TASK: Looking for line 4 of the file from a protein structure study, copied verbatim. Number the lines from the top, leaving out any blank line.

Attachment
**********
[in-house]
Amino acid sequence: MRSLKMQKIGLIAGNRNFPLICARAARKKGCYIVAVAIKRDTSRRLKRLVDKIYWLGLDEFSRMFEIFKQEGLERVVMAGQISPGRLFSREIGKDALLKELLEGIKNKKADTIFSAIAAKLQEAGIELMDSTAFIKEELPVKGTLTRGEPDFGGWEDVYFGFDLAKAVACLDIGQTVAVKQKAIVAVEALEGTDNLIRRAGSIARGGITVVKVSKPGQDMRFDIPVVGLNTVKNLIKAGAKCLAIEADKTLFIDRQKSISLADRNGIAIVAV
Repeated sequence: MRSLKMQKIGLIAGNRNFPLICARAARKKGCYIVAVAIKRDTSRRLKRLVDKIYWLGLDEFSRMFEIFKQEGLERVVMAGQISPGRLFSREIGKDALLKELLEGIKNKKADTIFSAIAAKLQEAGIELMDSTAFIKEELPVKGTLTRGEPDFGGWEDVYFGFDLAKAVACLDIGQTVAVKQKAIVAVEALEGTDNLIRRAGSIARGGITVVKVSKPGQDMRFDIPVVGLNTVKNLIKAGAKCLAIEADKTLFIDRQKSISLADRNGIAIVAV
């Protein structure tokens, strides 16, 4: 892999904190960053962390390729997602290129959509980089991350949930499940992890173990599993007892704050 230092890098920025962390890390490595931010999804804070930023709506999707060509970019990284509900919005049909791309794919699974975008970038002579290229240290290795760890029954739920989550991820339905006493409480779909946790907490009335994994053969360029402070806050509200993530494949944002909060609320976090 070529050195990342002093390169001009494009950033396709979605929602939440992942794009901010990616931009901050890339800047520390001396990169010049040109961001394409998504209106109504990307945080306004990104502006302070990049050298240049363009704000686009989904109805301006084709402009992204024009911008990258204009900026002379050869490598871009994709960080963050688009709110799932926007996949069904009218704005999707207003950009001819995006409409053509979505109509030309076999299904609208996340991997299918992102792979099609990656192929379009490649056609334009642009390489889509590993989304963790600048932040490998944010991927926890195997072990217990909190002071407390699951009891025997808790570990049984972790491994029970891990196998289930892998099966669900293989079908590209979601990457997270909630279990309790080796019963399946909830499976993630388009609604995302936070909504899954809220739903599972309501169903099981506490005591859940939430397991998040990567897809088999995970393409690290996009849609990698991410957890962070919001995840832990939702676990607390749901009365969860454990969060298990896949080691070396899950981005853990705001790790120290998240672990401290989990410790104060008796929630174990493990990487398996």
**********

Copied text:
């Protein structure tokens, strides 16, 4: 892999904190960053962390390729997602290129959509980089991350949930499940992890173990599993007892704050 230092890098920025962390890390490595931010999804804070930023709506999707060509970019990284509900919005049909791309794919699974975008970038002579290229240290290795760890029954739920989550991820339905006493409480779909946790907490009335994994053969360029402070806050509200993530494949944002909060609320976090 070529050195990342002093390169001009494009950033396709979605929602939440992942794009901010990616931009901050890339800047520390001396990169010049040109961001394409998504209106109504990307945080306004990104502006302070990049050298240049363009704000686009989904109805301006084709402009992204024009911008990258204009900026002379050869490598871009994709960080963050688009709110799932926007996949069904009218704005999707207003950009001819995006409409053509979505109509030309076999299904609208996340991997299918992102792979099609990656192929379009490649056609334009642009390489889509590993989304963790600048932040490998944010991927926890195997072990217990909190002071407390699951009891025997808790570990049984972790491994029970891990196998289930892998099966669900293989079908590209979601990457997270909630279990309790080796019963399946909830499976993630388009609604995302936070909504899954809220739903599972309501169903099981506490005591859940939430397991998040990567897809088999995970393409690290996009849609990698991410957890962070919001995840832990939702676990607390749901009365969860454990969060298990896949080691070396899950981005853990705001790790120290998240672990401290989990410790104060008796929630174990493990990487398996």